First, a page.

Further, he agrees with the referring court that the registration of a trade mark for “computer software” is too broad for the same reasons given in the CJEU judgement of 1995, Mercury Communications Ltd v Mercury Interactive Ltd, Case FSR 850, where it was held that “the registration of a trade mark for “computer software” would cover any set of recorded digital instruction used to control any type of computer. It would cover not just the plaintiff’s type of products …”. In this way, the registration of such trademark creates a monopoly in the mark, given it is used “on an enormous and enormously diffuse range of products”.
On this, the Advocate General noted that, although this case was decided in 1995, it still maintains its contemporary character, being instead even more contemporary in the current digital era, agreeing with the observations of Skykick that in modern society a practically limitless array of ‘smart’ goods incorporate, or are supplied with, computer software.
For all these reasons, Advocate General concludes that, in his view, registration of a trademark for “computer software” is unjustified and “contrary to the public interest” because it confers on the owner a monopoly of immense breadth which cannot be justified by any legitimate commercial interest of the proprietor.
Also, the Advocate General showed his favor to Skykick’s counterclaim concerning the registration in bad faith of Sky’s trademarks at stake. In fact, in his view, where the applicant was found by the referring court to have a deliberate intention to acquire rights it had no intention to use, potentially to prevent third parties from using the registered trademark for the sale of those goods and services, then there is bad faith. In those circumstances, continues Advocate General Tanchev, the applicant is improperly seeking a monopoly to exclude potential competitors from using those signs: this behavior could amount to an abuse of the trademark system.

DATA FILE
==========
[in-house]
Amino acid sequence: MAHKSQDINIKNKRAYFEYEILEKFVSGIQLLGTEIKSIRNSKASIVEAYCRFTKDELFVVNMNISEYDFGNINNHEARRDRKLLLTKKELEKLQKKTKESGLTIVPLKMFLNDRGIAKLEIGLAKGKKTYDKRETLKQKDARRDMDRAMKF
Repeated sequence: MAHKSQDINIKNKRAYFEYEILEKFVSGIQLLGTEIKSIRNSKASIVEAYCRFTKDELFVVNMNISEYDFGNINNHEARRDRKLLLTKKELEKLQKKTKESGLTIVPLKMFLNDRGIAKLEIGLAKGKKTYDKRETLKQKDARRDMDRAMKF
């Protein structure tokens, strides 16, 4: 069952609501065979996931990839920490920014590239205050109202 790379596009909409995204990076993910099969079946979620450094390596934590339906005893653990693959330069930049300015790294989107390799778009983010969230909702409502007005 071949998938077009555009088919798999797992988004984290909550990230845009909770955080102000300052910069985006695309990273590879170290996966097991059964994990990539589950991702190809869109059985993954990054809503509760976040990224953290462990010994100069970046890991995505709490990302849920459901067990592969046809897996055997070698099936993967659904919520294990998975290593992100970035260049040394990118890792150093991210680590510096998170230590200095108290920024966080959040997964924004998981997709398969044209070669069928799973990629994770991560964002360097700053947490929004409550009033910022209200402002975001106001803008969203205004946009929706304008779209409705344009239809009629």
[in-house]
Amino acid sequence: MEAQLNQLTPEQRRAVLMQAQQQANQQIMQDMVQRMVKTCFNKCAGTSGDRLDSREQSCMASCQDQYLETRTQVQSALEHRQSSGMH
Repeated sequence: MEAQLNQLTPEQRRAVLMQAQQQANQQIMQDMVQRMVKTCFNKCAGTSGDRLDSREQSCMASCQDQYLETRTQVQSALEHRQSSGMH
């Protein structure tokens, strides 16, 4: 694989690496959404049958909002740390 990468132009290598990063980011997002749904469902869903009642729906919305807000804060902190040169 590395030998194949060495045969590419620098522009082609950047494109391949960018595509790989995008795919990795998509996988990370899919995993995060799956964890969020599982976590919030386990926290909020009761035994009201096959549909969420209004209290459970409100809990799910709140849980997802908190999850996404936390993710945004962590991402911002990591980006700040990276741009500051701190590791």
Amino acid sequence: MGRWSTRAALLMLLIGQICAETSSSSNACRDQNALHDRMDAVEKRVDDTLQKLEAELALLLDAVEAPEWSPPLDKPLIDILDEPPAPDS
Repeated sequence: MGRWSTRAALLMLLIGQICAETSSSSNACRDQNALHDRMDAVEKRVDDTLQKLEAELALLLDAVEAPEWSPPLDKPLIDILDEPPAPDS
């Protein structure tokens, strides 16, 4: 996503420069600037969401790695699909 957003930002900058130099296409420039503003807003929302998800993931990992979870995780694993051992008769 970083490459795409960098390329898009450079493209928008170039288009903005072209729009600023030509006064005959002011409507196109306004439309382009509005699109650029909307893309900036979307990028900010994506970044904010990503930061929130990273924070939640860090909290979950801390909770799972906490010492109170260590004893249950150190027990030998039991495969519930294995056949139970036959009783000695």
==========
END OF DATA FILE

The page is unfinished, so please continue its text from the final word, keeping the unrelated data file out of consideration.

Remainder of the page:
The possible impacts on the EU legal system in case the CJEU should deliver a judgement in line with the Advocate General opinion at hand are impressive.
As the opinion of the Advocate General highlighted, further steps forward are being made in the direction of considering too broad and generic some terms used by trademark applicants, as seen in the IP Translator case and in the Mercury Communications case decided in 2012 and 1995. In light of this, and similarly to the case at hand, the same approach may in the future be followed for other terms which are able to recall a large scope when it comes to the identification of the specific products and services involved in the trademark application (the terms “publication” or “consulting services” may be considered as examples of this concept).
In addition, the judgement of the CJEU could give important guidelines for the future on another issue raised with this dispute by the High Court of Justice of the UK, namely whether the ground for invalidity related to the lack of clarity and precision of the goods and services involved may be relied also upon trademarks that are already registered.
Although the case has not been decided yet and few months still have to get by in order for the preliminary ruling of the CJEU to come out, the opinions of the Advocate Generals still play an important role for the direction of the decisions of the CJEU, so stay tuned not to miss a sure standpoint for the future of trademarks in the digital age!